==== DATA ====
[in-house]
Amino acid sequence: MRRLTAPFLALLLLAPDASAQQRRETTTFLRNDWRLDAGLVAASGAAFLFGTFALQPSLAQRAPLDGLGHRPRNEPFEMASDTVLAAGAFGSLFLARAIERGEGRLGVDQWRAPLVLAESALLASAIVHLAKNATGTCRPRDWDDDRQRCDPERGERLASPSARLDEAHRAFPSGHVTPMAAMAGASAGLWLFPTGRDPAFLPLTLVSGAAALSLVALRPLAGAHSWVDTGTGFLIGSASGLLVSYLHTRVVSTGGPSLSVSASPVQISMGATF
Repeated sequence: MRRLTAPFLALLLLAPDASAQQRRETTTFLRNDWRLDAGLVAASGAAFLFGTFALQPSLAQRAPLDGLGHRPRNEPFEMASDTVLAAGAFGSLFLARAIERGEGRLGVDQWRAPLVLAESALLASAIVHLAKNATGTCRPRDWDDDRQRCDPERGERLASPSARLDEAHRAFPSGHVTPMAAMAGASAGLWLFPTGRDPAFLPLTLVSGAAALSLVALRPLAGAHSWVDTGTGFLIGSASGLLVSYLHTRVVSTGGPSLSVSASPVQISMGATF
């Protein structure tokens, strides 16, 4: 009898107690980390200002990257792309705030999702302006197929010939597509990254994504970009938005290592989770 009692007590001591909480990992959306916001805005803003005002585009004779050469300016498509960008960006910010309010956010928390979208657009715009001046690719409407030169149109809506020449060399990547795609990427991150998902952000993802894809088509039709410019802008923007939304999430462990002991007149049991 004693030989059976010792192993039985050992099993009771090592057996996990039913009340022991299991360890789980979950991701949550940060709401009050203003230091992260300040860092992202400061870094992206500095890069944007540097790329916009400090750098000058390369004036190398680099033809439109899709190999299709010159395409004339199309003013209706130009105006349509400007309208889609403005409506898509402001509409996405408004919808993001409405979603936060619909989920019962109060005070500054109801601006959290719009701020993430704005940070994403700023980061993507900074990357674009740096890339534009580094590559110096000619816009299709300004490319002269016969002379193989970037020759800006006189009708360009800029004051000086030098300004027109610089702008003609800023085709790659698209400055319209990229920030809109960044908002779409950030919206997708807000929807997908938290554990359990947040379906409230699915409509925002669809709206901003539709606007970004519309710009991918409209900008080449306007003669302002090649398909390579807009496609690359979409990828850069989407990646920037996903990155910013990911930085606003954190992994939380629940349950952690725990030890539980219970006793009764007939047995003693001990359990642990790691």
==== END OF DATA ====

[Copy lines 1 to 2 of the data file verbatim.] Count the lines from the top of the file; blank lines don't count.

[in-house]
Amino acid sequence: MRRLTAPFLALLLLAPDASAQQRRETTTFLRNDWRLDAGLVAASGAAFLFGTFALQPSLAQRAPLDGLGHRPRNEPFEMASDTVLAAGAFGSLFLARAIERGEGRLGVDQWRAPLVLAESALLASAIVHLAKNATGTCRPRDWDDDRQRCDPERGERLASPSARLDEAHRAFPSGHVTPMAAMAGASAGLWLFPTGRDPAFLPLTLVSGAAALSLVALRPLAGAHSWVDTGTGFLIGSASGLLVSYLHTRVVSTGGPSLSVSASPVQISMGATF